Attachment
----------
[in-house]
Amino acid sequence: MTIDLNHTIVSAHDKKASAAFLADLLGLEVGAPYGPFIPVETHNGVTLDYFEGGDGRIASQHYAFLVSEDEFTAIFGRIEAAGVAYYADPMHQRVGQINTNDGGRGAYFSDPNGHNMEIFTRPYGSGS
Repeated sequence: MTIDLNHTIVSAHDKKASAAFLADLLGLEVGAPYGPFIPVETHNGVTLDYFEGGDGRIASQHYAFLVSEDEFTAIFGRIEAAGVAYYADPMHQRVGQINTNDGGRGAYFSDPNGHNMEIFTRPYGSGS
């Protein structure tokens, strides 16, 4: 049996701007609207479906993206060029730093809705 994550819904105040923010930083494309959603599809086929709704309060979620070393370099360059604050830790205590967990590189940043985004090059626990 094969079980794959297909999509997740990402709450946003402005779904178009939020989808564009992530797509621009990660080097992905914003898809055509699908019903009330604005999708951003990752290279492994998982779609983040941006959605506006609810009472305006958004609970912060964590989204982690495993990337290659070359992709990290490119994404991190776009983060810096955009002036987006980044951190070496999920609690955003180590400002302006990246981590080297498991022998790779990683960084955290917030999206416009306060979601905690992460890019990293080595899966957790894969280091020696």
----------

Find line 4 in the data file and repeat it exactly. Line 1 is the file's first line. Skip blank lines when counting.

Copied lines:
């Protein structure tokens, strides 16, 4: 049996701007609207479906993206060029730093809705 994550819904105040923010930083494309959603599809086929709704309060979620070393370099360059604050830790205590967990590189940043985004090059626990 094969079980794959297909999509997740990402709450946003402005779904178009939020989808564009992530797509621009990660080097992905914003898809055509699908019903009330604005999708951003990752290279492994998982779609983040941006959605506006609810009472305006958004609970912060964590989204982690495993990337290659070359992709990290490119994404991190776009983060810096955009002036987006980044951190070496999920609690955003180590400002302006990246981590080297498991022998790779990683960084955290917030999206416009306060979601905690992460890019990293080595899966957790894969280091020696």